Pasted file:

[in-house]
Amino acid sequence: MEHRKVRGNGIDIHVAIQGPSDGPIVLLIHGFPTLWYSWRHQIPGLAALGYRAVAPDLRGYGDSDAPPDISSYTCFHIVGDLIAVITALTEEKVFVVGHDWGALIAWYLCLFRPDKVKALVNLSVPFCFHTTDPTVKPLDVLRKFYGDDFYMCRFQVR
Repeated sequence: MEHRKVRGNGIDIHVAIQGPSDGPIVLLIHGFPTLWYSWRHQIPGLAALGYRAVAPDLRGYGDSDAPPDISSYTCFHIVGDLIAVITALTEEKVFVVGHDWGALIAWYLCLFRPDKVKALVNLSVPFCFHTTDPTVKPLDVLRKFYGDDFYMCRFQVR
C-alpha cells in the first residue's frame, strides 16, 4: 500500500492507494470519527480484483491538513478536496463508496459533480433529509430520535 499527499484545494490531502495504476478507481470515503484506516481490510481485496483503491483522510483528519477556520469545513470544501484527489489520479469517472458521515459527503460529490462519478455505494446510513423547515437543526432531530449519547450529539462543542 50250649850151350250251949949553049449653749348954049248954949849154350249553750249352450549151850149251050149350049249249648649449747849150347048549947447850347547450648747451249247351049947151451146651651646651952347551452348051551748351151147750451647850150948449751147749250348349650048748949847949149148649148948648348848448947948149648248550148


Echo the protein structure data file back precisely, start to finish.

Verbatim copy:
[in-house]
Amino acid sequence: MEHRKVRGNGIDIHVAIQGPSDGPIVLLIHGFPTLWYSWRHQIPGLAALGYRAVAPDLRGYGDSDAPPDISSYTCFHIVGDLIAVITALTEEKVFVVGHDWGALIAWYLCLFRPDKVKALVNLSVPFCFHTTDPTVKPLDVLRKFYGDDFYMCRFQVR
Repeated sequence: MEHRKVRGNGIDIHVAIQGPSDGPIVLLIHGFPTLWYSWRHQIPGLAALGYRAVAPDLRGYGDSDAPPDISSYTCFHIVGDLIAVITALTEEKVFVVGHDWGALIAWYLCLFRPDKVKALVNLSVPFCFHTTDPTVKPLDVLRKFYGDDFYMCRFQVR
C-alpha cells in the first residue's frame, strides 16, 4: 500500500492507494470519527480484483491538513478536496463508496459533480433529509430520535 499527499484545494490531502495504476478507481470515503484506516481490510481485496483503491483522510483528519477556520469545513470544501484527489489520479469517472458521515459527503460529490462519478455505494446510513423547515437543526432531530449519547450529539462543542 50250649850151350250251949949553049449653749348954049248954949849154350249553750249352450549151850149251050149350049249249648649449747849150347048549947447850347547450648747451249247351049947151451146651651646651952347551452348051551748351151147750451647850150948449751147749250348349650048748949847949149148649148948648348848448947948149648248550148